Are You Ready For It?
With the Super Bowl less than two weeks away, many out there are wondering: will Taylor Swift make it back from her tour in Japan to cheer on her boyfriend, Travis Kelce of the Kansas City Chiefs?
One thing we don’t have to wonder about is whether the National Council of Insurance Legislators (NCOIL) will protect the dental insurance market.
Millions of Americans rely on private dental insurance to maintain their oral and overall health without having to worry how to pay their dentist. But the stability of the dental insurance market has been jeopardized by recent state policy proposals to establish a minimum loss ratio (MLR) for dental insurance.
An MLR is a required ratio of premium dollar to administrative expense. For example, an MLR of 80% means the insurer is using 80 cents of each premium dollar to pay claims and 20 cents to pay administrative expenses. This works for major medical insurance because premiums are much higher. It doesn’t work for dental insurance. Dental insurers would be forced to raise the premiums on dental insurance, focused on preventive care, in order to comply with recent state policy proposals.
Fortunately, as Taylor and Travis were preparing for last weekend’s AFC Championship game, NCOIL adopted the Medical Loss Ratios for Dental (DLR) Health Care Services Plans Model Act. The Model Act, which promotes transparency and protects the current dental insurance market, is a result of a compromise between the American Dental Association and the National Association of Dental Plans.
The compromise requires dental insurers to report MLRs to state insurance departments. State insurance commissioners would then calculate an average for each market segment: individual, small group, and large group and investigate any insurers who fall far enough outside the average. Commissioners would have authority to remediate where appropriate and potentially establish an MLR if an insurer falls outside the average for two consecutive years.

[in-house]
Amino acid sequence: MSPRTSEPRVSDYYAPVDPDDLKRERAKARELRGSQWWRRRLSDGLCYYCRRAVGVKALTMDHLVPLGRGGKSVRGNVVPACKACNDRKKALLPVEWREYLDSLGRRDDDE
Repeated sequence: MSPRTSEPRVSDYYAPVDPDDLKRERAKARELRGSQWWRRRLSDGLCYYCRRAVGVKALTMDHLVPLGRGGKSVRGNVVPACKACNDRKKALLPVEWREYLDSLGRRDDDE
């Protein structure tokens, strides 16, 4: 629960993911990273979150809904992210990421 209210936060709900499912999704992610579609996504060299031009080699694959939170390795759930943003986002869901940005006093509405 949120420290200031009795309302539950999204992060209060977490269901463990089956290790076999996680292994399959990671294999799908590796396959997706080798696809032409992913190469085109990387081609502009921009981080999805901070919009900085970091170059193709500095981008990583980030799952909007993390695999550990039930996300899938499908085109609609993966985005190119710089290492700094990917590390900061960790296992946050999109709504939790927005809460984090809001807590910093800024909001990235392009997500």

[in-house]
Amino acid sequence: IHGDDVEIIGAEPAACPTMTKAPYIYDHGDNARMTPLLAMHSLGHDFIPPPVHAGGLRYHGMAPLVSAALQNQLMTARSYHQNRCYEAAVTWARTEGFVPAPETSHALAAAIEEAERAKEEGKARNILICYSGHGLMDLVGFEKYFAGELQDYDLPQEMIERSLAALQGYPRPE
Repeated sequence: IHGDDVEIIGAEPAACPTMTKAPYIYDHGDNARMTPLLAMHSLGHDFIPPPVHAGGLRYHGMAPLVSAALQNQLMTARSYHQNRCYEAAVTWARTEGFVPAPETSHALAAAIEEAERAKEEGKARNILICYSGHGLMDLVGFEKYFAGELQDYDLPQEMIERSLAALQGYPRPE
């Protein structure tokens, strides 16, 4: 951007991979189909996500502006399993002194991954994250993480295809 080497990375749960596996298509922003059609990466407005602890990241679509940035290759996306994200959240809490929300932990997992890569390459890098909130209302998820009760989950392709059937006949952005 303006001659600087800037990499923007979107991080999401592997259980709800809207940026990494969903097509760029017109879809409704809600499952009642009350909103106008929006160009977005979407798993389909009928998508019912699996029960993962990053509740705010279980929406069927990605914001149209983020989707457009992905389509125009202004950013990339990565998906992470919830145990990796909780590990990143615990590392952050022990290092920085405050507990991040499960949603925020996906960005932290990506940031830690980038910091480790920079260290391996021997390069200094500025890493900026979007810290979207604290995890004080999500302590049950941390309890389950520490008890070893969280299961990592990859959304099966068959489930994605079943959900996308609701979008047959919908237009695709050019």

ACLI supports the Model Act as a common-sense solution that ensures dental plans remain valuable and premiums stay low. As seen in Massachusetts, where a ballot initiative implemented an 83% MLR and five insurers subsequently left the small group market, a mandated MLR doesn’t work for dental insurance. It doesn’t work for consumers, either, who will now have fewer choices in Massachusetts.
When NCOIL was presented with a similar proposal, it took a tip from Taylor and shook it off. Now, thanks to NCOIL, there is a sensible national model for states to look to when considering MLR proposals evermore.